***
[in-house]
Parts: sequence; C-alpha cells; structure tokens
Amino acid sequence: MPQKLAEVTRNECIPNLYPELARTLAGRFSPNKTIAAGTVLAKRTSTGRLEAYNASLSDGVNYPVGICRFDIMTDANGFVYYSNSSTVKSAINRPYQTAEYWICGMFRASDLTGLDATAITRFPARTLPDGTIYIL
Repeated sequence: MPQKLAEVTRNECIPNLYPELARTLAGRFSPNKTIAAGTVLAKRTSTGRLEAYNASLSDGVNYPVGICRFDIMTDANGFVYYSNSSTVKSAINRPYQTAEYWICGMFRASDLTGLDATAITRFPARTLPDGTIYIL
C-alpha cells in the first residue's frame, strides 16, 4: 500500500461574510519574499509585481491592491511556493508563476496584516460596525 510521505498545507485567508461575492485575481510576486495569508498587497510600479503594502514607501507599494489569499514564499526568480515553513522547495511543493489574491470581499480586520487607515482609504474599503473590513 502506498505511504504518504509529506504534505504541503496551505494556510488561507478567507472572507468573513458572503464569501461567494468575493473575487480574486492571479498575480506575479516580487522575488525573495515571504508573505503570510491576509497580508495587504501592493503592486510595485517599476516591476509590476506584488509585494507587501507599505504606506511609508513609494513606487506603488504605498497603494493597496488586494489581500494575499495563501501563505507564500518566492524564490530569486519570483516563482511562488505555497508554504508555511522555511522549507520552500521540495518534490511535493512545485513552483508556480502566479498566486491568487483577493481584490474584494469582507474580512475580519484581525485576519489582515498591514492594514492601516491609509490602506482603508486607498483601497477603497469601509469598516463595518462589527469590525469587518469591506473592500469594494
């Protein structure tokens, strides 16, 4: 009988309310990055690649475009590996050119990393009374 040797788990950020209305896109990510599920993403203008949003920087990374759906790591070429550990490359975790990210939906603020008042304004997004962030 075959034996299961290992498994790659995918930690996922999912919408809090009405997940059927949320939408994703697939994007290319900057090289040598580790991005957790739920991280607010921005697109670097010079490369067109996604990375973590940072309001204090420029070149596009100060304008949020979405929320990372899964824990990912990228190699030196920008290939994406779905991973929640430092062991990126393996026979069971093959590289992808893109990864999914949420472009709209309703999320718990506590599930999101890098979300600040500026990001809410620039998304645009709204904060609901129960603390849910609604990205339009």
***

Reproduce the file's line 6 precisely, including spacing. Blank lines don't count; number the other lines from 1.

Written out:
């Protein structure tokens, strides 16, 4: 009988309310990055690649475009590996050119990393009374 040797788990950020209305896109990510599920993403203008949003920087990374759906790591070429550990490359975790990210939906603020008042304004997004962030 075959034996299961290992498994790659995918930690996922999912919408809090009405997940059927949320939408994703697939994007290319900057090289040598580790991005957790739920991280607010921005697109670097010079490369067109996604990375973590940072309001204090420029070149596009100060304008949020979405929320990372899964824990990912990228190699030196920008290939994406779905991973929640430092062991990126393996026979069971093959590289992808893109990864999914949420472009709209309703999320718990506590599930999101890098979300600040500026990001809410620039998304645009709204904060609901129960603390849910609604990205339009």